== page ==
If you're new to financial markets, the thought of jumping right in and taking all your savings with you may seem like a terrifying leap.
There are frequently stories about investments getting wiped out, unexpected crashes and unwise decisions. With all that pressure — and with so much noise coming out of the financial world — how can an eager but relatively green investor know which way to go?
Financial experts have different takes on what types of investments you should make, but they all point to the same starting point: To become a savvy investor, you must first learn how investing works.
"Forget about performance and start looking at how to invest," said Adrian Mastracci, a portfolio manager with KCM Wealth Management Inc., a firm that focuses on long term investors.
"You're going to go through the trauma of making the first lousy investment. You're going to lose some money. You're going to have to learn to look at a loss and say, 'It's time for that loss to go."'
He suggests approaching your foray into the markets gradually, over the span of a year, so that you train yourself to put your money at risk and learn to deal with the highs and the lows.
To educate yourself, Mastracci suggests reading a few books on the topic and talking to friends, all while trying to figure out how much time you have to devote to investing and whether you know enough to move forward.
Mastracci, for example, put together an investment club when he was in university.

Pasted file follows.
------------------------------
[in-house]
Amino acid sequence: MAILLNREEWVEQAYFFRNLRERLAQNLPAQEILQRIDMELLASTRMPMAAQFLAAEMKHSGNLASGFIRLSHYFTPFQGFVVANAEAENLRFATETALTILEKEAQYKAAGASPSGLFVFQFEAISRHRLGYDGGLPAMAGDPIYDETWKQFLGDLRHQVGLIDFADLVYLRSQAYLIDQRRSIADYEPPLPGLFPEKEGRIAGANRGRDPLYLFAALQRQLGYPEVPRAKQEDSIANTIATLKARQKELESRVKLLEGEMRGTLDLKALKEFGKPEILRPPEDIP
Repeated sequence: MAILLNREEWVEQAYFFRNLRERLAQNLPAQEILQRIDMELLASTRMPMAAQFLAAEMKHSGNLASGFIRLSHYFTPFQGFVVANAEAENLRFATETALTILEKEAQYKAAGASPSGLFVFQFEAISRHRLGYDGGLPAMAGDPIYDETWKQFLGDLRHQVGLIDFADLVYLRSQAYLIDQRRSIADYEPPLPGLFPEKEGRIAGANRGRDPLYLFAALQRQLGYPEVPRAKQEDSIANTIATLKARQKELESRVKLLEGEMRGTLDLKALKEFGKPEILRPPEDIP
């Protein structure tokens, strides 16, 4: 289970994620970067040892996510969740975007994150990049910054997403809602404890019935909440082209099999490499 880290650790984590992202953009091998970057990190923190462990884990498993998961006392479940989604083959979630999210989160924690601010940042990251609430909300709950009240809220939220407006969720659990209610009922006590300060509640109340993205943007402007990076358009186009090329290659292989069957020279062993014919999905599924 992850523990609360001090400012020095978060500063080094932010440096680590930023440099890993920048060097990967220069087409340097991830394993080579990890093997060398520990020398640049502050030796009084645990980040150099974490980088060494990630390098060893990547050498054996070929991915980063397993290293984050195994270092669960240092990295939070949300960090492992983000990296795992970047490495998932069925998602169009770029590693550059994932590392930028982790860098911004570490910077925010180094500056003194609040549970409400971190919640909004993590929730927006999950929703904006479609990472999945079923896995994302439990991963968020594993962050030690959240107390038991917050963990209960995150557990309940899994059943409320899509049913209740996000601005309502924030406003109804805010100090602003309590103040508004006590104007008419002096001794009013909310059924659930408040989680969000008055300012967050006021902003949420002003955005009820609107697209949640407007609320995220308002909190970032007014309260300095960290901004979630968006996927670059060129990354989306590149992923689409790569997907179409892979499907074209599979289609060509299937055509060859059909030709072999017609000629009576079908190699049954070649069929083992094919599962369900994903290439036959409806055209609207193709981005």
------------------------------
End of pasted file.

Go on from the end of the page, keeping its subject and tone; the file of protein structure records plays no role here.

He rounded up some like-minded friends for regular meetings, and each person would bring forward a stock or bond and make a pitch for it. If the others were interested they could go out and buy some shares. If not, they would move on the next.
He also suggests trying to diversify your investments, buying quality stocks and making your strategy a straightforward one that makes sense to you.
"This is the time when it's going to cost you the least amount to make a mistake, this is the time to make it," he said.
It's also a good idea not to get overwhelmed by the sheer amount of information available to the average investor, through mainstream media outlets and countless investment websites.
"There's never been so much noise, there's never really been so much (financial) coverage," said Ernesto Salvi, a financial adviser with Edward Jones in Vancouver.
Over the last four to five years in the U.S., investors have faced a barrage of uncertainties linked to the financial meltdown, largely reflecting an agonizingly slow recovery from the financial collapse of 2008.
The complications have made it difficult for some new investors to navigate their investment options with any sort of confidence. When it comes to the actual sectors you should invest in if you go straight to the stock market, what you pick will depend on your comfort level with risk.
If you want to play more offence, Salvi said, you should look at the energy sector, as well as financials, industrials, materials, technology and consumer discretionaries.
If you'd rather take more of a defensive stand, you'd be better off looking at communications, health care, consumer staples and utilities.
When in doubt, buy a balanced fund that includes stocks and bonds, because the mix can shield you from potential downturns.
"You can buy a balanced fund for as little as $50 a month, so there's no excuse," Salvi said.
He suggests starting as soon as possible, because of the effect on time on compound interest.
An investment of $50 a month at an average rate of return of eight per cent, for instance, will give you $9,000 in 10 years or $45,000 in 20 years.
An exchange-traded fund, or ETF, is a helpful way to go because it provides diversification with just one trade, which saves on fees and commissions.
Salvi also cautions against borrowing to invest, which increases your risk because if you incur losses on your investment, that will multiply how much money you owe the lender, and could send you into a debt spiral.
If you start to panic, you can also approach a financial adviser, who can talk you through some of your investments and be a voice of reason.